In the years I knew it, The Hague was a city of government ministers and bureaucrats high and low, of the military and of aging ex-colonials.  The Hague was the base of Royal Dutch Shell and its far-flung petroleum and petrochemical empire, and of the myriad engineering firms that catered to it.  It was home to a middle-class that managed its service sector and to a working class, both Dutch and immigrant, that did the heavy lifting and filled repetitive entry-level jobs.

On the surface at least, The Hague was outwardly conservative, staid and quiet, its streets deserted after nightfall.  Socially and economically, The Hague was near-Byzantine in its stratification, its residents segmented and corralled according to finely-drawn class distinctions that defined one’s place and prerogatives: the neighborhood in which one lived, the accent with which one spoke, the way one dressed and cut one’s hair, and the education and work paths and prospects that were barred to one or open.

Still, The Hague had a poetry of its own.  It was a city of greenery and of parks in which the salted scent of the nearby North Sea was ever-present .  In  summer sunlight and the grayness of winter, the sky over The Hague seemed to hover low enough to touch.  The city’s eerie near-silence in off-hours revealed subtle sounds:  the occasional rhythmic slaps of shoe soles on sidewalks, the soft whoosh and rattle of bicycle  tires on rain-soaked brick-paved streets, the distant metallic grind of street-car wheels against  tracks, and the calls of ever-present seagulls.

Calvinist city to the core, The Hague was uniform in outward appearance and minimal in its decoration. Its fashions embodied a preference for a subdued, intentionally near-dowdy, elegance.  Architecturally, The Hague was a city of red brick, repetitive patterns, ornamental restraint, and subtle emblems of class — a sparseness that I’ve come to appreciate in hindsight.

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The photos above were taken in the late-1970s or early-80s on medium-format color transparency film, using a Yashica Mat 124G or a Rolleiflex Tessar f3.5 (I forget which) both of which were equipped with  fixed 75mm lenses that gave a tad more of a wide-angle view than the 80mm focal length usually considered visually “normal” in perspective for 6x6cm photographs. (Photographing architecture in 6×6 format has always been a delightful challenge, as was the requirement for absolute precision in measuring and setting exposures when using transparency film.)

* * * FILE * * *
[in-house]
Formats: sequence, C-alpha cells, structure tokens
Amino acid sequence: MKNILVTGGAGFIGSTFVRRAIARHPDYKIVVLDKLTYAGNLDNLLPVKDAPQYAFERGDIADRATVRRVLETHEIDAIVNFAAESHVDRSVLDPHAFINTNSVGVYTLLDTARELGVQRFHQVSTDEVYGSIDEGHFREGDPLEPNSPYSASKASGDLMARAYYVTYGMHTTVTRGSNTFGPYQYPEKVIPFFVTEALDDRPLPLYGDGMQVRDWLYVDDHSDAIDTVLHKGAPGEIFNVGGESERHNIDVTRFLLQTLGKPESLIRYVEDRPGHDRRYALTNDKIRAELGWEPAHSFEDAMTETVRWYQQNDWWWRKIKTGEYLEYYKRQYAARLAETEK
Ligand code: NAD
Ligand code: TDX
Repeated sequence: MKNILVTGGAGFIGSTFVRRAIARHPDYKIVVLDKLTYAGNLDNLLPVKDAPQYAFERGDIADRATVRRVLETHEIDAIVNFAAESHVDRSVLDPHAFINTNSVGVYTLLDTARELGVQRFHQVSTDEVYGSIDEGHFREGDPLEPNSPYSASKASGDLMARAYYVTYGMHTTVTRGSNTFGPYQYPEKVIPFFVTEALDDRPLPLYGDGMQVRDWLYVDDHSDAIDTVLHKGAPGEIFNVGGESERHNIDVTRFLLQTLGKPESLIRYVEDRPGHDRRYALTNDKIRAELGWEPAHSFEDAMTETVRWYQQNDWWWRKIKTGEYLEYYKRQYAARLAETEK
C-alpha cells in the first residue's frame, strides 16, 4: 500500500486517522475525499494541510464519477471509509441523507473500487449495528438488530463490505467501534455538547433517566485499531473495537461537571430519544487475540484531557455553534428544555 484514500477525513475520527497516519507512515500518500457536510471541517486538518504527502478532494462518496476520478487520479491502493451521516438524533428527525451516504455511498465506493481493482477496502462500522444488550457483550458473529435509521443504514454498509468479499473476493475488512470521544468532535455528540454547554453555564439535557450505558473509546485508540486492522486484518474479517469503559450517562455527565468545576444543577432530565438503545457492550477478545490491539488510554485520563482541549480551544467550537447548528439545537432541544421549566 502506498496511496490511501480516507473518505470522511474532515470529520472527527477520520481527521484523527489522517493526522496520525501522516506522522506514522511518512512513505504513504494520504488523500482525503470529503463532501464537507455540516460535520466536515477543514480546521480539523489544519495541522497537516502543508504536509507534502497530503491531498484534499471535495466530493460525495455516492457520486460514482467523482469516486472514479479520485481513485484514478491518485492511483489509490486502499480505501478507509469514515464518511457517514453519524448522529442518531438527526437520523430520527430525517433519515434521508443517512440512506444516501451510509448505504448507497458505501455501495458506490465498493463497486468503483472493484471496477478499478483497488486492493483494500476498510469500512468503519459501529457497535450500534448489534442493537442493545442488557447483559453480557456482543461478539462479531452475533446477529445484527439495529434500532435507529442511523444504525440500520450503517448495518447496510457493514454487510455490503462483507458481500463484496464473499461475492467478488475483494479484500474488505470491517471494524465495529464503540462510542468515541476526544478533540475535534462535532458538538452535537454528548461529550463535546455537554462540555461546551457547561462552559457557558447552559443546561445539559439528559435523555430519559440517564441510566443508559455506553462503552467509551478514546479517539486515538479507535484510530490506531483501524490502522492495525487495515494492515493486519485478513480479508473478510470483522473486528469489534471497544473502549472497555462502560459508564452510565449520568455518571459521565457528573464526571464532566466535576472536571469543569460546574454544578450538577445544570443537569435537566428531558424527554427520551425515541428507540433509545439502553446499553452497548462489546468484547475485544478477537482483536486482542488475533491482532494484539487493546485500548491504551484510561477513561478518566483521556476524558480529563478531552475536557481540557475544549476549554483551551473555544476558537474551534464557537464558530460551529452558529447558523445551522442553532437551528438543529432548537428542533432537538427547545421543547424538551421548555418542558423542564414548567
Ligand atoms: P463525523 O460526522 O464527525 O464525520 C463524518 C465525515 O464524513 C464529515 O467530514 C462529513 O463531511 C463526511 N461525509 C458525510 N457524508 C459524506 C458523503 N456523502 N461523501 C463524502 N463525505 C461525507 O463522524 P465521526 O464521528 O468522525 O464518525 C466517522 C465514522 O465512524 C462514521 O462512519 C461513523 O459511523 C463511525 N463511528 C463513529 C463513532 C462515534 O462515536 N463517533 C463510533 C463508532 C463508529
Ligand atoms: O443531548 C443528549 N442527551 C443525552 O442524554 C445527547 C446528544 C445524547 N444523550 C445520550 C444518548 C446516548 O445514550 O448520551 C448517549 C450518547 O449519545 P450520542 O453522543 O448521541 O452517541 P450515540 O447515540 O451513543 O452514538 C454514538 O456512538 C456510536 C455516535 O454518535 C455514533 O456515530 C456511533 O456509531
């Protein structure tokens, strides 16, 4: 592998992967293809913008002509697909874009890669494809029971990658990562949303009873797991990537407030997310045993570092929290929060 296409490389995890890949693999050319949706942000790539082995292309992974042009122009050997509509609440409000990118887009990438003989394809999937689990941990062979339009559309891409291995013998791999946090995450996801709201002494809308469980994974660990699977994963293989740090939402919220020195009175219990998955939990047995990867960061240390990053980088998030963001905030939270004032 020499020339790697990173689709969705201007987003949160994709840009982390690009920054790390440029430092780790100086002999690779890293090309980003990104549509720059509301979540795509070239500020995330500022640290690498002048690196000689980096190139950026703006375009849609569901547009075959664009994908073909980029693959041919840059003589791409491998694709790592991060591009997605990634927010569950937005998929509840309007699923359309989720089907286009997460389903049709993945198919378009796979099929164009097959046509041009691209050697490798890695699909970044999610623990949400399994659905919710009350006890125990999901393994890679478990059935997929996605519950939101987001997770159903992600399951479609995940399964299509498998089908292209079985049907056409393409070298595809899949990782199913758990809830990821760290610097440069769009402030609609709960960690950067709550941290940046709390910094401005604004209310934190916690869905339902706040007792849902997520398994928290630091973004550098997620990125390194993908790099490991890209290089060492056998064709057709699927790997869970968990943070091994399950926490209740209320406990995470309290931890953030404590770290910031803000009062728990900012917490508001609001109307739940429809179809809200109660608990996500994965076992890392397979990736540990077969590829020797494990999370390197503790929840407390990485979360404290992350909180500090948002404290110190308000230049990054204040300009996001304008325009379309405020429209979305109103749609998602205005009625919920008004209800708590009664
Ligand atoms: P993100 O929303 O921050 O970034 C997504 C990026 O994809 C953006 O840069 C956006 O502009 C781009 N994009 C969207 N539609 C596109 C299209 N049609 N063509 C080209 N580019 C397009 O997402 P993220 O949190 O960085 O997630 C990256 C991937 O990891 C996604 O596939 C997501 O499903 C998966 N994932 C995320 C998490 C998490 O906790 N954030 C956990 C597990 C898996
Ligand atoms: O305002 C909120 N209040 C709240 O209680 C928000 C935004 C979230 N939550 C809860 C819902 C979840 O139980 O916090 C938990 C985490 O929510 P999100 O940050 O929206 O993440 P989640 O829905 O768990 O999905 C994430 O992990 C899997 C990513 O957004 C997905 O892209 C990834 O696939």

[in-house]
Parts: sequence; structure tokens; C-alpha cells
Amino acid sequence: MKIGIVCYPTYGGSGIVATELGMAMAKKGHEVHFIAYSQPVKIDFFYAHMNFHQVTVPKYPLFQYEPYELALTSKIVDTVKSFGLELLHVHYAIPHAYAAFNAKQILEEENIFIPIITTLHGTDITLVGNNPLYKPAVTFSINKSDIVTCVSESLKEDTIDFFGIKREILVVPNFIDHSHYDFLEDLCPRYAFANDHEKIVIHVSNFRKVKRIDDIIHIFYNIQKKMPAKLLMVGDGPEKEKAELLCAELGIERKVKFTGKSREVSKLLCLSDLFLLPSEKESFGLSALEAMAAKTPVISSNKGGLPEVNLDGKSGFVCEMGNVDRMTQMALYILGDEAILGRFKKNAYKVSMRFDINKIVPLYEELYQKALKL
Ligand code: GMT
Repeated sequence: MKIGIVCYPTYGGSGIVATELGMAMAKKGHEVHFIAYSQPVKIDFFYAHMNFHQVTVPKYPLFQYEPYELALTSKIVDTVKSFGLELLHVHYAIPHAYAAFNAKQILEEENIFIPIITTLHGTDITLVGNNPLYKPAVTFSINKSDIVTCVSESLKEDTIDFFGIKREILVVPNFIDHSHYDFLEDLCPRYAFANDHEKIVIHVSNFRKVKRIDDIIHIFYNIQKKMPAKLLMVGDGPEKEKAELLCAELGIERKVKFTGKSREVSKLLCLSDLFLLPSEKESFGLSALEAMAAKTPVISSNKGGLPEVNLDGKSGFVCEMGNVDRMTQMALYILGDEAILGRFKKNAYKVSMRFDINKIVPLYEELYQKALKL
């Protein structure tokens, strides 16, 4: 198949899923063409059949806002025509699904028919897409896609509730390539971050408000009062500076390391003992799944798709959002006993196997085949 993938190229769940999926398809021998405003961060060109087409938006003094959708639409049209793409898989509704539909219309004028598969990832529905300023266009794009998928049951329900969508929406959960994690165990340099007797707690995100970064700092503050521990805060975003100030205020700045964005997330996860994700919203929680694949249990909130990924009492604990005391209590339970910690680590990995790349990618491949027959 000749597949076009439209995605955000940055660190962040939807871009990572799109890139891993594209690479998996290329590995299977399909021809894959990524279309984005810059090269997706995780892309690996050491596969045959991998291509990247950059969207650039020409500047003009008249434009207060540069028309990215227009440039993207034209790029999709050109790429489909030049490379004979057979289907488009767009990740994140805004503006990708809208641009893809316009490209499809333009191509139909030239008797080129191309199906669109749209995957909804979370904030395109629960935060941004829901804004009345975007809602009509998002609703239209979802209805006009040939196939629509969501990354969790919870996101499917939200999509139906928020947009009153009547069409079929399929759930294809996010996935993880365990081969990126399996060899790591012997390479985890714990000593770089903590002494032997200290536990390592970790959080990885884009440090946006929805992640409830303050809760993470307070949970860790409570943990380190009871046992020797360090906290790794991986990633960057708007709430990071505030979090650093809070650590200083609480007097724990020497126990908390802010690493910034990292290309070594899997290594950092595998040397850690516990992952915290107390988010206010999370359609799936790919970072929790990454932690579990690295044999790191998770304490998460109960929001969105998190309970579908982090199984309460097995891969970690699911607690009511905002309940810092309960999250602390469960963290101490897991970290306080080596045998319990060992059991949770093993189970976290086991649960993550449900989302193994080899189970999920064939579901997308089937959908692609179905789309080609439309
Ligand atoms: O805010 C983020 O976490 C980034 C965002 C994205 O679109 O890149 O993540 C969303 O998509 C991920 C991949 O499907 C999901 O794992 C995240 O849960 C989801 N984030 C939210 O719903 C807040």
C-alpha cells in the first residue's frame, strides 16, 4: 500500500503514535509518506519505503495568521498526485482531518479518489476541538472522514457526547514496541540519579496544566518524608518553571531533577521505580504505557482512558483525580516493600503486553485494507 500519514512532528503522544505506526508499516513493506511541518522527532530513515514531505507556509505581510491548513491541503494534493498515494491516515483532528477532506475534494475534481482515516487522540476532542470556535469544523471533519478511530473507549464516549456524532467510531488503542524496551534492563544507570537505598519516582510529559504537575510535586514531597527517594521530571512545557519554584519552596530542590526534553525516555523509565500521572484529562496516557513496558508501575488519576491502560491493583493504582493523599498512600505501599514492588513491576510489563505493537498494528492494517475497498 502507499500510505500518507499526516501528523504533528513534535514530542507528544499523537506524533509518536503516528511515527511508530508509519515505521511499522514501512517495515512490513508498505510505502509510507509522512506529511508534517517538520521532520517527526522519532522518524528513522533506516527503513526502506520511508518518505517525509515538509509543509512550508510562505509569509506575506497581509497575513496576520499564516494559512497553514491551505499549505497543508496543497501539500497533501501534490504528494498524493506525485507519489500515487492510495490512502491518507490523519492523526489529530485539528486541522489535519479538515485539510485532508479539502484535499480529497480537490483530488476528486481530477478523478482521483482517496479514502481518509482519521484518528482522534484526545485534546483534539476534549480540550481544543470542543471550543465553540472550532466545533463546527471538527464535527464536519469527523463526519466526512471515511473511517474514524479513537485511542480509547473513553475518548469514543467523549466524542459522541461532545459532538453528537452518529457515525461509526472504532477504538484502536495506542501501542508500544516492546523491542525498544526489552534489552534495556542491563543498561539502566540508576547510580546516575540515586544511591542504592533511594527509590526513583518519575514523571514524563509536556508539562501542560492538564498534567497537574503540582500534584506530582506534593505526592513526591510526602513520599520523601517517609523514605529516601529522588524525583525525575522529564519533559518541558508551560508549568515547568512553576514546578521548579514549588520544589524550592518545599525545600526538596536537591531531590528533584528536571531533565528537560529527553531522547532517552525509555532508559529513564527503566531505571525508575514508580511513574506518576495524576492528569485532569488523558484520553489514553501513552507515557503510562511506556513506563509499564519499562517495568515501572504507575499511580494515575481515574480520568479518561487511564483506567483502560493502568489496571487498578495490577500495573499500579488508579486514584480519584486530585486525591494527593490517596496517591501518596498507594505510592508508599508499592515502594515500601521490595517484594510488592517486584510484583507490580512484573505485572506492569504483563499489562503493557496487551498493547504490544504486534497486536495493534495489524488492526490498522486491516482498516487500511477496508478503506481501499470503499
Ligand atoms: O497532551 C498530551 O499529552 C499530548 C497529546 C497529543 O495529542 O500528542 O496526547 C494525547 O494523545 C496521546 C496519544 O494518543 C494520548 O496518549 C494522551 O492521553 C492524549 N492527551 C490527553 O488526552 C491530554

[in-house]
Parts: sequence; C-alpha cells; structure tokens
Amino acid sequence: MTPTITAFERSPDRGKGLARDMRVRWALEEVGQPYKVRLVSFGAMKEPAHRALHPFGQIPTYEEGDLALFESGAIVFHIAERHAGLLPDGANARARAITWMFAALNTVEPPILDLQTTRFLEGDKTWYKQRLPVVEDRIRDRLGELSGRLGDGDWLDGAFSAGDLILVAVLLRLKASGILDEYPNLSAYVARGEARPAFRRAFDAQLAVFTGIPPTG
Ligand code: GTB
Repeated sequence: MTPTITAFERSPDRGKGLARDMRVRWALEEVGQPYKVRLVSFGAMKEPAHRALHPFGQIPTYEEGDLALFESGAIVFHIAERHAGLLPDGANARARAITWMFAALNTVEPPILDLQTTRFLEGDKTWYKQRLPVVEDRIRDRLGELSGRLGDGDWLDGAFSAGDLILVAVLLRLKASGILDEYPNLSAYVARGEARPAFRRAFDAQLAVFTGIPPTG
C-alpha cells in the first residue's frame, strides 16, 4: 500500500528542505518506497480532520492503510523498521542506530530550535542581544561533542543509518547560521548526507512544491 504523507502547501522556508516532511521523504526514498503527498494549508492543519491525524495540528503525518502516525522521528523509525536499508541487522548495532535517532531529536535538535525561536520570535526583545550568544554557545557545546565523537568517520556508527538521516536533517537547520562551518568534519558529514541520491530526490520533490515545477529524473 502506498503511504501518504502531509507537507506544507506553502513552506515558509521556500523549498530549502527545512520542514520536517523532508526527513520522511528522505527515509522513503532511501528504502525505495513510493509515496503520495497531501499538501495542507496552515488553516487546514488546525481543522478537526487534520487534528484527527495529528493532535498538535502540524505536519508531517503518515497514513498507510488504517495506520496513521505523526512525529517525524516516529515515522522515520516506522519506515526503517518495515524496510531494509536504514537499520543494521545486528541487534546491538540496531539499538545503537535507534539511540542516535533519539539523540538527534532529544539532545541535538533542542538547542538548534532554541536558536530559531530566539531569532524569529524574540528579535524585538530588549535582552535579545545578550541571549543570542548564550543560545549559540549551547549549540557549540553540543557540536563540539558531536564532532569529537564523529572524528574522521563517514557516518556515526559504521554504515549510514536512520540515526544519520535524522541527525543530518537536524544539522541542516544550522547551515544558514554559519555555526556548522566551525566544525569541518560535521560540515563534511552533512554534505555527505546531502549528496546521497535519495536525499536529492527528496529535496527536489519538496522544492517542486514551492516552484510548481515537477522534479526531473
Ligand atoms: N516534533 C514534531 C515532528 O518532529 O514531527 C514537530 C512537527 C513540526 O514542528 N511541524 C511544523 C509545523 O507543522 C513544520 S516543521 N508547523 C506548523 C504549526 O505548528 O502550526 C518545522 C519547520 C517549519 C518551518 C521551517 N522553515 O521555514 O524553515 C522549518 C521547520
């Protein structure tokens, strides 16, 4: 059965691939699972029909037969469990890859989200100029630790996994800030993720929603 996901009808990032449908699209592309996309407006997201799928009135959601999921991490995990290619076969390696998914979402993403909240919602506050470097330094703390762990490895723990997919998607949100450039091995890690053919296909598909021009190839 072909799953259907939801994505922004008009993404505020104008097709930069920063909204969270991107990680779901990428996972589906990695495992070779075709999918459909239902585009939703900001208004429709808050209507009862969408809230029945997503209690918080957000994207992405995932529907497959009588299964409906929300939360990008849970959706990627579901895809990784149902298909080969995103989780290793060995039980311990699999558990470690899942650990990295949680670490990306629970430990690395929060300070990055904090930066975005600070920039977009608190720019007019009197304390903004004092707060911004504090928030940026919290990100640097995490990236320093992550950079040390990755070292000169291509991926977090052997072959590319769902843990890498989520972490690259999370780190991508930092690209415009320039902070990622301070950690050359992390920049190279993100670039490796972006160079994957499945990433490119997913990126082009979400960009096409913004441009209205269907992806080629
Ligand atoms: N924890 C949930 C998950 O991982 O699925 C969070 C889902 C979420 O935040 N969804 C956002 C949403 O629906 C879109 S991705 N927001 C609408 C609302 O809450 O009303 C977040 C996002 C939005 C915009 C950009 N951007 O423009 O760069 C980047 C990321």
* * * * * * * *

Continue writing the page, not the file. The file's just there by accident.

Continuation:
The image at the very top shows how even the defining flamboyance of turn-of-the-20th-century Art Nouveau was toned down and tamed to fit the conservatism of The Hague, and rendered subordinate to the city’s traditional red brick exteriors and Neo-Baroque  gabled facades.

The second image portrays a row of late-nineteenth-century town houses built for the upper-middle-class wealth, a study in uniformity and announcement of status.  At the time the photo was taken, many of these buildings had been subdivided into single-story apartments or rooming houses.  I assume they have been gentrified and reinstated as single-family dwellings in the decades since.

Two views from a balcony on a cul-de-sac street in the Tepebaşı quarter of Istanbul, anno 2013. The buildings: Row houses built a century-and-a-quarter ago when the neighborhood was populated by Istanbul Greeks; the narrow frontages of the buildings  dictated by late-19th-century regulations issued in the aftermath of fires that had swept gutted swaths of the city. Even day, these balconies continue to form an interstice between private and public space, serving as mini-terraces, extensions of domestic space, and perches for observing street life, chatting with neighbors, or just enjoying late day breezes.

The photo above was taken in 6X9 cm format on 120 color negative roll film through a 55mm Rodenstock lens (viewpoint equal to 24mm on 35mm film or “full-frame sensor” digital formats) mounted on a Toyo folding field camera.  The photo below was taken with my customary APS-C format Fuji X100 digital camera (a “full-frame” equivalent of 35mm).  The negative of the image at the top was scanned but, otherwise, not processed further. The sharpness and optical accuracy of the Rodenstock lens and the delicate colors of negative film stock are inimitable.

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Two magnificent, successful works of brutalist architecture, both at the very outskirts of Vienna …

The “Wotruba” Church